Although gasket-mounted plates, and other typist-oriented features, appear in multiple keyboards, such as the Mojo68, the Rama Works Kara, and the Ikki68 Aurora, I haven't seen them paired with heavier framed designs. Considering that gaskets reduce the shock of bottoming out, I'm surprised to not see them used with keyboards designed for stability. Potentially a heavy case, gasket mounts, and Poron could mean the triple crown for a stable typing platform. To date, no keyboard combines those three components.

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Hardware Specifications

Image Gallery (3 Images)

Dimensions: 145 x 327.5 x 21.6 mm

Weight: ~1,600 grams

Plate: 6063 Aluminum

Switch type: Barebones or Gateron Phantom Red, Phantom Blue, Phantom Brown

Ports: USB Type-C (USB-C)

Case material: 6063 Aluminum

Case colors: Carbon Black, Space Gray, Navy Blue

Sockets: Kailh Hotswap

Keycaps: Double-shot ABS, top-key legends

Cable: Black, detachable, braided, coiled USB-C

Extras: Keycap puller, switch puller, extra "Poron" material, additional keys for macOS, optional rotary encoder

Modular Hotswap Sockets and Gateron Phantom Switches

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Keychron offers three default keycaps to go with the latest Gateron Phantom series switches. To be honest, I can't tell the difference between the Phantom series and the Ink series (I reviewed the Ink series in 2020). Both have the same weights, actuation curves, and colored transparent switch housings. A more relevant comparison would be to compare regular 2021 Gaterons to the Phantom switches. In my initial testing, the difference seems to be the Phantoms are smoother. My guess is that Gateron used lower friction plastic or lubricant.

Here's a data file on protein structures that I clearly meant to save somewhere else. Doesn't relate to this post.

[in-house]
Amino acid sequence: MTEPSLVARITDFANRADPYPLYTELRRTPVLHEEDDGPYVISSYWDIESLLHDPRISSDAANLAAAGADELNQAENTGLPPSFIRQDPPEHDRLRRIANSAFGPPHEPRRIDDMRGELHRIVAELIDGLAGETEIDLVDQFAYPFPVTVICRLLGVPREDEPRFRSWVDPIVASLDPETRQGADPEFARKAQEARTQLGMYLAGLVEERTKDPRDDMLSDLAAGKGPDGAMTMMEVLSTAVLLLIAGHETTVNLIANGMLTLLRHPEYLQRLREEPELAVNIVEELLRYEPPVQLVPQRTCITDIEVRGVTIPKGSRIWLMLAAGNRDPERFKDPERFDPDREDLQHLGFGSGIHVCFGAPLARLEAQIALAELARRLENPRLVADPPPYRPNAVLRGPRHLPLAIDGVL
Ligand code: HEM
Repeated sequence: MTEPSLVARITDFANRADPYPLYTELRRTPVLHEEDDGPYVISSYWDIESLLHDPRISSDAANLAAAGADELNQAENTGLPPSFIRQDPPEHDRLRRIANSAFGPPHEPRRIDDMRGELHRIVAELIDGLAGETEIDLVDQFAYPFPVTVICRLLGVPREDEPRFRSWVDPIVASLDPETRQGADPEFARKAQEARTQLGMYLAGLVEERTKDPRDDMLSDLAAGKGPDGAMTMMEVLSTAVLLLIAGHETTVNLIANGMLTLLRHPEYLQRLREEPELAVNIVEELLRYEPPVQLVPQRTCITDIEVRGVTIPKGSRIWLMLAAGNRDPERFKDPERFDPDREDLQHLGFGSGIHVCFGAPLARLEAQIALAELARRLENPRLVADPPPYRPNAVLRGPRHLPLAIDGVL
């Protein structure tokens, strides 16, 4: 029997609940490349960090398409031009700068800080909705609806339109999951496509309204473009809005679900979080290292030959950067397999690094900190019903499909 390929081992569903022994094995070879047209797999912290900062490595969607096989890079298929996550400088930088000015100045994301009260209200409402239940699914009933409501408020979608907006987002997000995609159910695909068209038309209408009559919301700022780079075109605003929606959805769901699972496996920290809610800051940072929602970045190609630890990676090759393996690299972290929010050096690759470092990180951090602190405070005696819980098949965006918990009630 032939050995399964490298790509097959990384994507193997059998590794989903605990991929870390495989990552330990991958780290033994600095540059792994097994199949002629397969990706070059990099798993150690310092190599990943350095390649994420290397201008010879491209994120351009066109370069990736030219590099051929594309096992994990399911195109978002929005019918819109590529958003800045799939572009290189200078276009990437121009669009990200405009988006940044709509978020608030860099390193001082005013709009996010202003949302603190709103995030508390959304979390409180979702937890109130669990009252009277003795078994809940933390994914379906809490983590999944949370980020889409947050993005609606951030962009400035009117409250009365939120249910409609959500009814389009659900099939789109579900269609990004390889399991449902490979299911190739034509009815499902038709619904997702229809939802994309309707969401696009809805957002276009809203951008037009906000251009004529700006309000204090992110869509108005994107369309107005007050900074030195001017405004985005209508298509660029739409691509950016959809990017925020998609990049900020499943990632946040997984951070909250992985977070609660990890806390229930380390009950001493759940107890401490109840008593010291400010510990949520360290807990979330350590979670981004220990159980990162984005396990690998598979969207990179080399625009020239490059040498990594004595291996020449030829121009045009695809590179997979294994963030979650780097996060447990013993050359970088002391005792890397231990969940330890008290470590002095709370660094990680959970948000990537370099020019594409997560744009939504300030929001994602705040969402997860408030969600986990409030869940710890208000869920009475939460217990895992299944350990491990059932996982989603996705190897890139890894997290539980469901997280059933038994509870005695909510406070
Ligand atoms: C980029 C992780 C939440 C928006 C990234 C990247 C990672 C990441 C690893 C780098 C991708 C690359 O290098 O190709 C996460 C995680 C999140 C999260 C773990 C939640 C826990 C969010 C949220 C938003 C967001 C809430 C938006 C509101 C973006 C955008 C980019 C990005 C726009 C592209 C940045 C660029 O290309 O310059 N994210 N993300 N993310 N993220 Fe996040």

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Keychron Q1 Teardown

A teardown of the Q1 reveals several innovative design features. My favorite is the ability to customize the specific level of shock absorption of the keyboard. But aside from that, there are three other components that Keychron used to great effect.

Poron Gasket-Mounted Plate

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Gasket-mounted plate designs float the plate, PCB, and switches on top of a series of Poron-foam gaskets. Whenever you type, the gasket depresses, softening each keypress. Typing hard enough causes the entire plate to drop a millimeter or two. The effect causes a reduction in the harshness of bottoming a key out. Although the keycaps are not silenced, gaskets also chop down on typing sounds. That's because a special advantage of Poron over other kinds of foam is that it exhibits extreme energy muffling properties.